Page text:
Goat Crying Diagnosis Case Study: Pasqualina
A few weeks ago, I noticed that Pasqualina wasn’t excited to get new hay (very odd), watched me intently as I moved around the garden, and would cry out whenever I was out of sight. All very odd behaviors for her. Normally fresh hay in the morning means “Whatever, maaaaa, see you later” and she buries her head in there. She’s also generally a quiet goat.
But because of the crying and not really eating her hay, I looked for signs of bloat. Her sides looked fine, but I massaged her neck just in case there was something caught in there. She burped and it gurgled (totally normal goat reactions). She was also taking pieces of a banana like nobody’s business, so she did seem to have an appetite — just not for hay. I had opened a new bale that morning, so I thought maybe she just didn’t like the hay for some reason, but Pinta didn’t seem to care and was still eating like normal.
So I was pretty sure it wasn’t bloat at this point because, well, she didn’t look bloated and didn’t really have any symptoms other than crying. But then I remembered something — the goats across the valley seem to be crying lately too. Hmm….
I mentioned something to P, and he clinched it for me. It seems our little Pasqualina was trying to hump her daughter a few days before that, and that, my friends, convinced me that she was in heat. Once I really looked, I did note she was a little swollen in the rear and was flicking her tail more than usual — and both of those also point to a doe being in heat.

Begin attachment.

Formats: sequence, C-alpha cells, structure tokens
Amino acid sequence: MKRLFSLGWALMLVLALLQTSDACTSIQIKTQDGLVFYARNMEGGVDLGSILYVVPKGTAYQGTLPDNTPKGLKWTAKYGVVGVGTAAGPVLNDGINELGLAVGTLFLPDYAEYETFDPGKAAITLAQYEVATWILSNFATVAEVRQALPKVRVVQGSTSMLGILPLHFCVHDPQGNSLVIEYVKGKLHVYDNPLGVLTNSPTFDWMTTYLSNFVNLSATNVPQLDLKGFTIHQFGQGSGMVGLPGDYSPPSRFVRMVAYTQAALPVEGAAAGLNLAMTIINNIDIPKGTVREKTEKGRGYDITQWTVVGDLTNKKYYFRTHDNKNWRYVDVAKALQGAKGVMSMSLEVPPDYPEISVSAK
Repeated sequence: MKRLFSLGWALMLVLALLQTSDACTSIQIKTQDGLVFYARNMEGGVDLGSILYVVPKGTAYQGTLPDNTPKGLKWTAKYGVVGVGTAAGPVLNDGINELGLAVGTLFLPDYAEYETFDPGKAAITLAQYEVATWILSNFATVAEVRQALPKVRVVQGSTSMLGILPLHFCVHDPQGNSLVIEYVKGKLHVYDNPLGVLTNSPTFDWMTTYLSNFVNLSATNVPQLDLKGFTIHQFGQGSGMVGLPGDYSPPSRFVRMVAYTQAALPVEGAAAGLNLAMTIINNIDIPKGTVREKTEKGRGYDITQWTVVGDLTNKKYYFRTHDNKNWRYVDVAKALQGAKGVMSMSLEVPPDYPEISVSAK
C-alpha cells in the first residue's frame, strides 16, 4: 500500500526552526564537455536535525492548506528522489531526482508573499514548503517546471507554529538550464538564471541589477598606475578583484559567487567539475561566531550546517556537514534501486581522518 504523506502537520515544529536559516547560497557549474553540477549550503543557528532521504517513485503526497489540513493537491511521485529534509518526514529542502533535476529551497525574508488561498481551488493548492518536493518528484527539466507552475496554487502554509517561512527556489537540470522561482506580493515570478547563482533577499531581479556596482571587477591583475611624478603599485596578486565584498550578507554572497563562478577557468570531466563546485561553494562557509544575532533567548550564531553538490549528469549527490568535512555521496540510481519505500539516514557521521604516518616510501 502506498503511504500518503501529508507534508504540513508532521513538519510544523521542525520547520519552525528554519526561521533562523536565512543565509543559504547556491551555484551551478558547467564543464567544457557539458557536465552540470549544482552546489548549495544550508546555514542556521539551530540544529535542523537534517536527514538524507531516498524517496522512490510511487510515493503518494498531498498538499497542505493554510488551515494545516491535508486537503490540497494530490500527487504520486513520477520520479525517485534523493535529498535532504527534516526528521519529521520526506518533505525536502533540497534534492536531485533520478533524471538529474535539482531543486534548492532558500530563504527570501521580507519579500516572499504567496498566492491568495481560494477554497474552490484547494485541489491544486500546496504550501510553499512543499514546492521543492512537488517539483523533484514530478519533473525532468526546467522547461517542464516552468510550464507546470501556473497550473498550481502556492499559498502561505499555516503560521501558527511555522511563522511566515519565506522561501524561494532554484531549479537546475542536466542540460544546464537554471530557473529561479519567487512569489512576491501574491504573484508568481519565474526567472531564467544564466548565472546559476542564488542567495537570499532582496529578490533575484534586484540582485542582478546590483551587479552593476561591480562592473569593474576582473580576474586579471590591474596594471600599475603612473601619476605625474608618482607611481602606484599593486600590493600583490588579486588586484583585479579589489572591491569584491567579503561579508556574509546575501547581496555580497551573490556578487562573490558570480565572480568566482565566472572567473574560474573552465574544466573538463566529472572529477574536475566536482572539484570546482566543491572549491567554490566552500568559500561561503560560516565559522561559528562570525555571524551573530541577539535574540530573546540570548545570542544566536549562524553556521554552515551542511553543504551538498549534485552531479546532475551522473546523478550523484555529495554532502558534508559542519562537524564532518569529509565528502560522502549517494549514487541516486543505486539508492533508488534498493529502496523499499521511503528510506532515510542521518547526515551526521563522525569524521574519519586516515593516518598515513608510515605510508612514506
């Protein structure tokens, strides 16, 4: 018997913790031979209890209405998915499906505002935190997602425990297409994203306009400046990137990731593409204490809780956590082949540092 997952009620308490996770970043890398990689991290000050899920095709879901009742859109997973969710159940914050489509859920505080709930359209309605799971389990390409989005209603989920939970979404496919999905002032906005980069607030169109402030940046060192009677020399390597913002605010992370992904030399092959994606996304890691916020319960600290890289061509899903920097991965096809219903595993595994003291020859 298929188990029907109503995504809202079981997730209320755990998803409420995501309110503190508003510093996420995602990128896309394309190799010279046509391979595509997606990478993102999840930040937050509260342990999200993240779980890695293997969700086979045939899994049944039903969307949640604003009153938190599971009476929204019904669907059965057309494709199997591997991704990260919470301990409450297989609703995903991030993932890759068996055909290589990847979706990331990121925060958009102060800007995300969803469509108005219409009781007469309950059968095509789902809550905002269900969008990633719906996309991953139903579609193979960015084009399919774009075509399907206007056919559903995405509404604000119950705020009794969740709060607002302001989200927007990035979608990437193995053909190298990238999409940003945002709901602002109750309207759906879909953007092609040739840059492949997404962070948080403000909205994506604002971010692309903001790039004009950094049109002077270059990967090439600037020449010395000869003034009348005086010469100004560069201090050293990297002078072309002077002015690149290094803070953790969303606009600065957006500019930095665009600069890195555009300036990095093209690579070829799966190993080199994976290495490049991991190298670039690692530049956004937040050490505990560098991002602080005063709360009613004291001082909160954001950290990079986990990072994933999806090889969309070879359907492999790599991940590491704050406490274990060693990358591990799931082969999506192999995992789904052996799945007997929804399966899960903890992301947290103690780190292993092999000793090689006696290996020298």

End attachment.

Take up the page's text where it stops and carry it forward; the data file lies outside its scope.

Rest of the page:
So there you have it. If you have a doe that’s eight months old or older and it’s, say, October to January and you’re in the Northern Hemisphere, your crying goat just may be looking for a little love.
I’m happy to report the crying, general restlessness, and turning up nose at hay subsided after a few days — and so did the crying across the valley, no coincidence, I’m sure.
What other signs of does in heat have you noticed?
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